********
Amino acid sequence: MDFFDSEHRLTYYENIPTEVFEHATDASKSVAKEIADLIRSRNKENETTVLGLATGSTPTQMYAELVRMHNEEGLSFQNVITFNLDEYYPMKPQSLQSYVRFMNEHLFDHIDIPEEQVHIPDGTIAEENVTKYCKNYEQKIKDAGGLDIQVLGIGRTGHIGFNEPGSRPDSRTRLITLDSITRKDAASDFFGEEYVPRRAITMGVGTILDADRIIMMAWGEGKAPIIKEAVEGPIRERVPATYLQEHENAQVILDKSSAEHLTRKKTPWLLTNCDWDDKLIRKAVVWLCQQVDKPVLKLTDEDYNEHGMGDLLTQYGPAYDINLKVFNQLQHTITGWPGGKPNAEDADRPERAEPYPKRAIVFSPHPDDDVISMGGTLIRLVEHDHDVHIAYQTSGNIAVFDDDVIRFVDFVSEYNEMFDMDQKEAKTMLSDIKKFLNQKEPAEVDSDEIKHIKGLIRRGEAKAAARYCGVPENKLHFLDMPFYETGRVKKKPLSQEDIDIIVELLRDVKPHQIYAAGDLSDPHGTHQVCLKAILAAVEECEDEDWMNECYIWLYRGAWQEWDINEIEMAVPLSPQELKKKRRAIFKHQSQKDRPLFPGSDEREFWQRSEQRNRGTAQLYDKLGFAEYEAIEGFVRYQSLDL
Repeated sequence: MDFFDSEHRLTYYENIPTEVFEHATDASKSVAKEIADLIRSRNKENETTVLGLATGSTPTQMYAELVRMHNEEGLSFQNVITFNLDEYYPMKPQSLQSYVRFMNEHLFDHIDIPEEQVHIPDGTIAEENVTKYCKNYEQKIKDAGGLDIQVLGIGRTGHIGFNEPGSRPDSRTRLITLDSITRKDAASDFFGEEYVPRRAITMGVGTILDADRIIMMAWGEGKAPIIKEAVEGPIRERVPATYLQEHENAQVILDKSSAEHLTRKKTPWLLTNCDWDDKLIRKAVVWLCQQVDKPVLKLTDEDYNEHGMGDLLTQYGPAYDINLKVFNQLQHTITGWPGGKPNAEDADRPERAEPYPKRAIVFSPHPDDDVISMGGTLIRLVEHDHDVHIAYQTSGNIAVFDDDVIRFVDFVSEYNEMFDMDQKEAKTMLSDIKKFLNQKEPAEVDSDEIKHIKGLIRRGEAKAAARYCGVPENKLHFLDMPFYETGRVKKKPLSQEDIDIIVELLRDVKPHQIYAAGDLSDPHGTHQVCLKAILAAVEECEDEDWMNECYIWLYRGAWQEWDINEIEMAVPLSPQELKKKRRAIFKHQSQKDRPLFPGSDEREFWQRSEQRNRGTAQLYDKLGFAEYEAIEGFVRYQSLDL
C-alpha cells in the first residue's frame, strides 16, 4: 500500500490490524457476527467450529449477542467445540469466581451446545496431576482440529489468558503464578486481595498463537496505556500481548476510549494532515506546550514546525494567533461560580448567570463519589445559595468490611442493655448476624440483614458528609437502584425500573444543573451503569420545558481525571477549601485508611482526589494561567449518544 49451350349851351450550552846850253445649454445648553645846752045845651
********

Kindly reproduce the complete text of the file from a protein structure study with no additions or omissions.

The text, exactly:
Amino acid sequence: MDFFDSEHRLTYYENIPTEVFEHATDASKSVAKEIADLIRSRNKENETTVLGLATGSTPTQMYAELVRMHNEEGLSFQNVITFNLDEYYPMKPQSLQSYVRFMNEHLFDHIDIPEEQVHIPDGTIAEENVTKYCKNYEQKIKDAGGLDIQVLGIGRTGHIGFNEPGSRPDSRTRLITLDSITRKDAASDFFGEEYVPRRAITMGVGTILDADRIIMMAWGEGKAPIIKEAVEGPIRERVPATYLQEHENAQVILDKSSAEHLTRKKTPWLLTNCDWDDKLIRKAVVWLCQQVDKPVLKLTDEDYNEHGMGDLLTQYGPAYDINLKVFNQLQHTITGWPGGKPNAEDADRPERAEPYPKRAIVFSPHPDDDVISMGGTLIRLVEHDHDVHIAYQTSGNIAVFDDDVIRFVDFVSEYNEMFDMDQKEAKTMLSDIKKFLNQKEPAEVDSDEIKHIKGLIRRGEAKAAARYCGVPENKLHFLDMPFYETGRVKKKPLSQEDIDIIVELLRDVKPHQIYAAGDLSDPHGTHQVCLKAILAAVEECEDEDWMNECYIWLYRGAWQEWDINEIEMAVPLSPQELKKKRRAIFKHQSQKDRPLFPGSDEREFWQRSEQRNRGTAQLYDKLGFAEYEAIEGFVRYQSLDL
Repeated sequence: MDFFDSEHRLTYYENIPTEVFEHATDASKSVAKEIADLIRSRNKENETTVLGLATGSTPTQMYAELVRMHNEEGLSFQNVITFNLDEYYPMKPQSLQSYVRFMNEHLFDHIDIPEEQVHIPDGTIAEENVTKYCKNYEQKIKDAGGLDIQVLGIGRTGHIGFNEPGSRPDSRTRLITLDSITRKDAASDFFGEEYVPRRAITMGVGTILDADRIIMMAWGEGKAPIIKEAVEGPIRERVPATYLQEHENAQVILDKSSAEHLTRKKTPWLLTNCDWDDKLIRKAVVWLCQQVDKPVLKLTDEDYNEHGMGDLLTQYGPAYDINLKVFNQLQHTITGWPGGKPNAEDADRPERAEPYPKRAIVFSPHPDDDVISMGGTLIRLVEHDHDVHIAYQTSGNIAVFDDDVIRFVDFVSEYNEMFDMDQKEAKTMLSDIKKFLNQKEPAEVDSDEIKHIKGLIRRGEAKAAARYCGVPENKLHFLDMPFYETGRVKKKPLSQEDIDIIVELLRDVKPHQIYAAGDLSDPHGTHQVCLKAILAAVEECEDEDWMNECYIWLYRGAWQEWDINEIEMAVPLSPQELKKKRRAIFKHQSQKDRPLFPGSDEREFWQRSEQRNRGTAQLYDKLGFAEYEAIEGFVRYQSLDL
C-alpha cells in the first residue's frame, strides 16, 4: 500500500490490524457476527467450529449477542467445540469466581451446545496431576482440529489468558503464578486481595498463537496505556500481548476510549494532515506546550514546525494567533461560580448567570463519589445559595468490611442493655448476624440483614458528609437502584425500573444543573451503569420545558481525571477549601485508611482526589494561567449518544 49451350349851351450550552846850253445649454445648553645846752045845651